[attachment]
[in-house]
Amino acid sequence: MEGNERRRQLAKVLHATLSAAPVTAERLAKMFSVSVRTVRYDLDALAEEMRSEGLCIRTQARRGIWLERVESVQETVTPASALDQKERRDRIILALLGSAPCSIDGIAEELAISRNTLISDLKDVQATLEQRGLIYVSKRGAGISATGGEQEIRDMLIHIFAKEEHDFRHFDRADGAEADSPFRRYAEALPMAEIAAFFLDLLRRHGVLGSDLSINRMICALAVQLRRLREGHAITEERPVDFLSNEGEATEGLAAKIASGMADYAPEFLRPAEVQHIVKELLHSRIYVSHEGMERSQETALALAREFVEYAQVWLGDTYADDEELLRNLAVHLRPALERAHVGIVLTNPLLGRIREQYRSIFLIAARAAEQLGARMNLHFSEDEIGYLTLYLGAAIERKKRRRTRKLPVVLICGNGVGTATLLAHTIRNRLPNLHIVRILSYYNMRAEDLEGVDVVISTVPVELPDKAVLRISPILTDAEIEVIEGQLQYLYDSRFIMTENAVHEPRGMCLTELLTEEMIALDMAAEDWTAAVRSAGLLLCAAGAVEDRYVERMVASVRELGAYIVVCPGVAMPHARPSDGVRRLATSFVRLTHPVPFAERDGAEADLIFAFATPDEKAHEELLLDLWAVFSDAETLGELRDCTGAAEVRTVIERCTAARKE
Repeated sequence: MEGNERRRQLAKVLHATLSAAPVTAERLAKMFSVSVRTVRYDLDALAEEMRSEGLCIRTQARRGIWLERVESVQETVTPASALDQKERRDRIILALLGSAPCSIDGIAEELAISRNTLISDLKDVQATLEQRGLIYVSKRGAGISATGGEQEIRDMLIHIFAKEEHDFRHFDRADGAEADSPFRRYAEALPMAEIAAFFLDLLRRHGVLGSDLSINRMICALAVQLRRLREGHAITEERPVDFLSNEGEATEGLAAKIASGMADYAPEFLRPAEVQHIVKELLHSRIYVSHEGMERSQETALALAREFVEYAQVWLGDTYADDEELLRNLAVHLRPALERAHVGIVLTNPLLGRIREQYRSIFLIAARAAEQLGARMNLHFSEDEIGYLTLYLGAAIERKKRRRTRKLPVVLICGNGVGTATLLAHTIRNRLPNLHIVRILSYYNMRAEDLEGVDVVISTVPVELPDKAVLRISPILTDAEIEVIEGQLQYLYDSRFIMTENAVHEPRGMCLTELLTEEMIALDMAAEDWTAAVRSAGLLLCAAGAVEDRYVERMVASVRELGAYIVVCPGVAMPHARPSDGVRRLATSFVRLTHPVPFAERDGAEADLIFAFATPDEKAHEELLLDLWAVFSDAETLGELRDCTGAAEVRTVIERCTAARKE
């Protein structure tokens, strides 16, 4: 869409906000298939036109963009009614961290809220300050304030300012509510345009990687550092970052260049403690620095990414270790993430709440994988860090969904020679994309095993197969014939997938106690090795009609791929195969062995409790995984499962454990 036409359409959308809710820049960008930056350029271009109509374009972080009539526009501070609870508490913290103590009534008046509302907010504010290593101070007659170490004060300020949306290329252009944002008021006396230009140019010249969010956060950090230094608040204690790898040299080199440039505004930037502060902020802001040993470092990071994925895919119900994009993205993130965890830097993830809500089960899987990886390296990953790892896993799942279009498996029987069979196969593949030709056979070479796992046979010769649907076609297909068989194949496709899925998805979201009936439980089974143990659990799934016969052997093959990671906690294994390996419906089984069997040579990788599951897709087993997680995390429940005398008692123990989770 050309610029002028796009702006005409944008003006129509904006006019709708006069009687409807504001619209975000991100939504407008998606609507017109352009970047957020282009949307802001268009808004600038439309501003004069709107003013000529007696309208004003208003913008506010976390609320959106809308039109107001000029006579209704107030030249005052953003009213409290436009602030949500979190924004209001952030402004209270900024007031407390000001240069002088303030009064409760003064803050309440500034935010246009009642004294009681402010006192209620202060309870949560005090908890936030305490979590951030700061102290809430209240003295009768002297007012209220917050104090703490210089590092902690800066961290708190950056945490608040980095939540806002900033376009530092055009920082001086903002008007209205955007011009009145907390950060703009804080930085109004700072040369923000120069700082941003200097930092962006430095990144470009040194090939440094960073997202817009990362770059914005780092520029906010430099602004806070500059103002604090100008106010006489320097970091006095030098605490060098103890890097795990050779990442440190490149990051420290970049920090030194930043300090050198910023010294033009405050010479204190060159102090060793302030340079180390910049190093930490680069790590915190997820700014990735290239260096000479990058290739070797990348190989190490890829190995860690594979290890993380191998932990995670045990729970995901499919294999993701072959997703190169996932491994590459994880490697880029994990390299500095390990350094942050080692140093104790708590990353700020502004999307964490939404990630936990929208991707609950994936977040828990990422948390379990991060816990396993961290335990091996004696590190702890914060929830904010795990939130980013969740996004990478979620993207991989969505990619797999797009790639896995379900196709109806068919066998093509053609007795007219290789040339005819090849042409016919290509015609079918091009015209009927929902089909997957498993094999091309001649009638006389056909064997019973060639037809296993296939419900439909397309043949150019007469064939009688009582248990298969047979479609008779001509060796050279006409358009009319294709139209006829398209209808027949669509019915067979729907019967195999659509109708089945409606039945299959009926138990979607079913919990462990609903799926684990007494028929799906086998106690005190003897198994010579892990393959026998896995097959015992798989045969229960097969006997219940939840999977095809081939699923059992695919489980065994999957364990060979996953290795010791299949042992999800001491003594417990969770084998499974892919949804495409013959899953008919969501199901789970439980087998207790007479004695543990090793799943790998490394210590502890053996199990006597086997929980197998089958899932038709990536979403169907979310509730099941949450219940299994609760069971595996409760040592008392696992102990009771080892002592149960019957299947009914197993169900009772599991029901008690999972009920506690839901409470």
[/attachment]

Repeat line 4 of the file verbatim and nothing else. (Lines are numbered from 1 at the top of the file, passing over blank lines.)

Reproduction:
């Protein structure tokens, strides 16, 4: 869409906000298939036109963009009614961290809220300050304030300012509510345009990687550092970052260049403690620095990414270790993430709440994988860090969904020679994309095993197969014939997938106690090795009609791929195969062995409790995984499962454990 036409359409959308809710820049960008930056350029271009109509374009972080009539526009501070609870508490913290103590009534008046509302907010504010290593101070007659170490004060300020949306290329252009944002008021006396230009140019010249969010956060950090230094608040204690790898040299080199440039505004930037502060902020802001040993470092990071994925895919119900994009993205993130965890830097993830809500089960899987990886390296990953790892896993799942279009498996029987069979196969593949030709056979070479796992046979010769649907076609297909068989194949496709899925998805979201009936439980089974143990659990799934016969052997093959990671906690294994390996419906089984069997040579990788599951897709087993997680995390429940005398008692123990989770 050309610029002028796009702006005409944008003006129509904006006019709708006069009687409807504001619209975000991100939504407008998606609507017109352009970047957020282009949307802001268009808004600038439309501003004069709107003013000529007696309208004003208003913008506010976390609320959106809308039109107001000029006579209704107030030249005052953003009213409290436009602030949500979190924004209001952030402004209270900024007031407390000001240069002088303030009064409760003064803050309440500034935010246009009642004294009681402010006192209620202060309870949560005090908890936030305490979590951030700061102290809430209240003295009768002297007012209220917050104090703490210089590092902690800066961290708190950056945490608040980095939540806002900033376009530092055009920082001086903002008007209205955007011009009145907390950060703009804080930085109004700072040369923000120069700082941003200097930092962006430095990144470009040194090939440094960073997202817009990362770059914005780092520029906010430099602004806070500059103002604090100008106010006489320097970091006095030098605490060098103890890097795990050779990442440190490149990051420290970049920090030194930043300090050198910023010294033009405050010479204190060159102090060793302030340079180390910049190093930490680069790590915190997820700014990735290239260096000479990058290739070797990348190989190490890829190995860690594979290890993380191998932990995670045990729970995901499919294999993701072959997703190169996932491994590459994880490697880029994990390299500095390990350094942050080692140093104790708590990353700020502004999307964490939404990630936990929208991707609950994936977040828990990422948390379990991060816990396993961290335990091996004696590190702890914060929830904010795990939130980013969740996004990478979620993207991989969505990619797999797009790639896995379900196709109806068919066998093509053609007795007219290789040339005819090849042409016919290509015609079918091009015209009927929902089909997957498993094999091309001649009638006389056909064997019973060639037809296993296939419900439909397309043949150019007469064939009688009582248990298969047979479609008779001509060796050279006409358009009319294709139209006829398209209808027949669509019915067979729907019967195999659509109708089945409606039945299959009926138990979607079913919990462990609903799926684990007494028929799906086998106690005190003897198994010579892990393959026998896995097959015992798989045969229960097969006997219940939840999977095809081939699923059992695919489980065994999957364990060979996953290795010791299949042992999800001491003594417990969770084998499974892919949804495409013959899953008919969501199901789970439980087998207790007479004695543990090793799943790998490394210590502890053996199990006597086997929980197998089958899932038709990536979403169907979310509730099941949450219940299994609760069971595996409760040592008392696992102990009771080892002592149960019957299947009914197993169900009772599991029901008690999972009920506690839901409470």